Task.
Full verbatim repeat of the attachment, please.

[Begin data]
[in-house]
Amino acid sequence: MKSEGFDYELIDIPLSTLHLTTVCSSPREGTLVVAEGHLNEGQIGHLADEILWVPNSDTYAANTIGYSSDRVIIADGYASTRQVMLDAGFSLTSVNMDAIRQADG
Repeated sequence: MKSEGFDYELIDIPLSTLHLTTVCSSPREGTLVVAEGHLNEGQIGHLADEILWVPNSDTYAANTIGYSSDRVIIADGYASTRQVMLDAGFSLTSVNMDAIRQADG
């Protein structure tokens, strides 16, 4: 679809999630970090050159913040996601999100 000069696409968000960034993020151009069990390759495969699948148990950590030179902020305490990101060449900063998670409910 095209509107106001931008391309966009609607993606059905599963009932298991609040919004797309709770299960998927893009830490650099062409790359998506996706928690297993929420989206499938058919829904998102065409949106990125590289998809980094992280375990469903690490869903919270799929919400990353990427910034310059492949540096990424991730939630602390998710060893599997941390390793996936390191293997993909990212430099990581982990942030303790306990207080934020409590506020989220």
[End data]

[in-house]
Amino acid sequence: MKSEGFDYELIDIPLSTLHLTTVCSSPREGTLVVAEGHLNEGQIGHLADEILWVPNSDTYAANTIGYSSDRVIIADGYASTRQVMLDAGFSLTSVNMDAIRQADG
Repeated sequence: MKSEGFDYELIDIPLSTLHLTTVCSSPREGTLVVAEGHLNEGQIGHLADEILWVPNSDTYAANTIGYSSDRVIIADGYASTRQVMLDAGFSLTSVNMDAIRQADG
């Protein structure tokens, strides 16, 4: 679809999630970090050159913040996601999100 000069696409968000960034993020151009069990390759495969699948148990950590030179902020305490990101060449900063998670409910 095209509107106001931008391309966009609607993606059905599963009932298991609040919004797309709770299960998927893009830490650099062409790359998506996706928690297993929420989206499938058919829904998102065409949106990125590289998809980094992280375990469903690490869903919270799929919400990353990427910034310059492949540096990424991730939630602390998710060893599997941390390793996936390191293997993909990212430099990581982990942030303790306990207080934020409590506020989220």